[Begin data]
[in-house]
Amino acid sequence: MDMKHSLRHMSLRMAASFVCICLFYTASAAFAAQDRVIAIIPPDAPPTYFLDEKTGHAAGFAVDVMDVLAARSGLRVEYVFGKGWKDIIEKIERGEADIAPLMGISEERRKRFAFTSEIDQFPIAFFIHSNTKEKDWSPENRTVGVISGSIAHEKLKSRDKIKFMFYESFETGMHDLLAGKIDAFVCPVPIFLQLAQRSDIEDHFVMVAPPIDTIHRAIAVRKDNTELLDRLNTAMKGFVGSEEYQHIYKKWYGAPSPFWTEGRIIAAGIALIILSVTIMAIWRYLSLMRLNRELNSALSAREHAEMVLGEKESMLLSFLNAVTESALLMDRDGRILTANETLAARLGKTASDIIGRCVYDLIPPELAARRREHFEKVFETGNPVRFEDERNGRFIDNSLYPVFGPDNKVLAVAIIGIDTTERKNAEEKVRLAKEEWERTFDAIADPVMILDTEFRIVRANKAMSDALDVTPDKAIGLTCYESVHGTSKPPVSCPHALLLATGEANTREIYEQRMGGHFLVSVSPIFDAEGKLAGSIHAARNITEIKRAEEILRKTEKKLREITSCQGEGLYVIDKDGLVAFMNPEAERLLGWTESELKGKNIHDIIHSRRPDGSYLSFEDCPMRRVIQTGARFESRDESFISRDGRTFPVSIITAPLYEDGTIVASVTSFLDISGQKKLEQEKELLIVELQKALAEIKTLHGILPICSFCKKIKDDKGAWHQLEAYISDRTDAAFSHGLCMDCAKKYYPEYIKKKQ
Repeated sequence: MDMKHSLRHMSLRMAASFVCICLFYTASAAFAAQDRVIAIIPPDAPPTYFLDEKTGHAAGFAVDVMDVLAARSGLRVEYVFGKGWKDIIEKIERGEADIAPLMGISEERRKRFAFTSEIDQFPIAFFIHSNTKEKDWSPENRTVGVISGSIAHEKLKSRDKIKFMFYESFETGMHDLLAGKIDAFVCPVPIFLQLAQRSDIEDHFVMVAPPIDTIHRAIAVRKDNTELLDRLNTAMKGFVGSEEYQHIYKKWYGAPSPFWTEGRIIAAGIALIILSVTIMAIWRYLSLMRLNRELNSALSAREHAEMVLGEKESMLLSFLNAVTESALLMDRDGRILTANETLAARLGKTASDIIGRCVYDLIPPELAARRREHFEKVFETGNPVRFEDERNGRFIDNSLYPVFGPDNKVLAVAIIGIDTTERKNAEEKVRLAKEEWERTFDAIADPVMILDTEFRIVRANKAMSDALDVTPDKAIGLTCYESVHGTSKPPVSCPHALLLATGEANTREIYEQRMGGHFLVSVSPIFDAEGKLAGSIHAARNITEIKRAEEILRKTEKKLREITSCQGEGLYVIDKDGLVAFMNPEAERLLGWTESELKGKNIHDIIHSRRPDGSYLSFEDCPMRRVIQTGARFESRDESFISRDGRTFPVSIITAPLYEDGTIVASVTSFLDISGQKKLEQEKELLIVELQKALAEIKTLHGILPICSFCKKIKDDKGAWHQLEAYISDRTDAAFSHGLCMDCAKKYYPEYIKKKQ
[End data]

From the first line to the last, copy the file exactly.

[in-house]
Amino acid sequence: MDMKHSLRHMSLRMAASFVCICLFYTASAAFAAQDRVIAIIPPDAPPTYFLDEKTGHAAGFAVDVMDVLAARSGLRVEYVFGKGWKDIIEKIERGEADIAPLMGISEERRKRFAFTSEIDQFPIAFFIHSNTKEKDWSPENRTVGVISGSIAHEKLKSRDKIKFMFYESFETGMHDLLAGKIDAFVCPVPIFLQLAQRSDIEDHFVMVAPPIDTIHRAIAVRKDNTELLDRLNTAMKGFVGSEEYQHIYKKWYGAPSPFWTEGRIIAAGIALIILSVTIMAIWRYLSLMRLNRELNSALSAREHAEMVLGEKESMLLSFLNAVTESALLMDRDGRILTANETLAARLGKTASDIIGRCVYDLIPPELAARRREHFEKVFETGNPVRFEDERNGRFIDNSLYPVFGPDNKVLAVAIIGIDTTERKNAEEKVRLAKEEWERTFDAIADPVMILDTEFRIVRANKAMSDALDVTPDKAIGLTCYESVHGTSKPPVSCPHALLLATGEANTREIYEQRMGGHFLVSVSPIFDAEGKLAGSIHAARNITEIKRAEEILRKTEKKLREITSCQGEGLYVIDKDGLVAFMNPEAERLLGWTESELKGKNIHDIIHSRRPDGSYLSFEDCPMRRVIQTGARFESRDESFISRDGRTFPVSIITAPLYEDGTIVASVTSFLDISGQKKLEQEKELLIVELQKALAEIKTLHGILPICSFCKKIKDDKGAWHQLEAYISDRTDAAFSHGLCMDCAKKYYPEYIKKKQ
Repeated sequence: MDMKHSLRHMSLRMAASFVCICLFYTASAAFAAQDRVIAIIPPDAPPTYFLDEKTGHAAGFAVDVMDVLAARSGLRVEYVFGKGWKDIIEKIERGEADIAPLMGISEERRKRFAFTSEIDQFPIAFFIHSNTKEKDWSPENRTVGVISGSIAHEKLKSRDKIKFMFYESFETGMHDLLAGKIDAFVCPVPIFLQLAQRSDIEDHFVMVAPPIDTIHRAIAVRKDNTELLDRLNTAMKGFVGSEEYQHIYKKWYGAPSPFWTEGRIIAAGIALIILSVTIMAIWRYLSLMRLNRELNSALSAREHAEMVLGEKESMLLSFLNAVTESALLMDRDGRILTANETLAARLGKTASDIIGRCVYDLIPPELAARRREHFEKVFETGNPVRFEDERNGRFIDNSLYPVFGPDNKVLAVAIIGIDTTERKNAEEKVRLAKEEWERTFDAIADPVMILDTEFRIVRANKAMSDALDVTPDKAIGLTCYESVHGTSKPPVSCPHALLLATGEANTREIYEQRMGGHFLVSVSPIFDAEGKLAGSIHAARNITEIKRAEEILRKTEKKLREITSCQGEGLYVIDKDGLVAFMNPEAERLLGWTESELKGKNIHDIIHSRRPDGSYLSFEDCPMRRVIQTGARFESRDESFISRDGRTFPVSIITAPLYEDGTIVASVTSFLDISGQKKLEQEKELLIVELQKALAEIKTLHGILPICSFCKKIKDDKGAWHQLEAYISDRTDAAFSHGLCMDCAKKYYPEYIKKKQ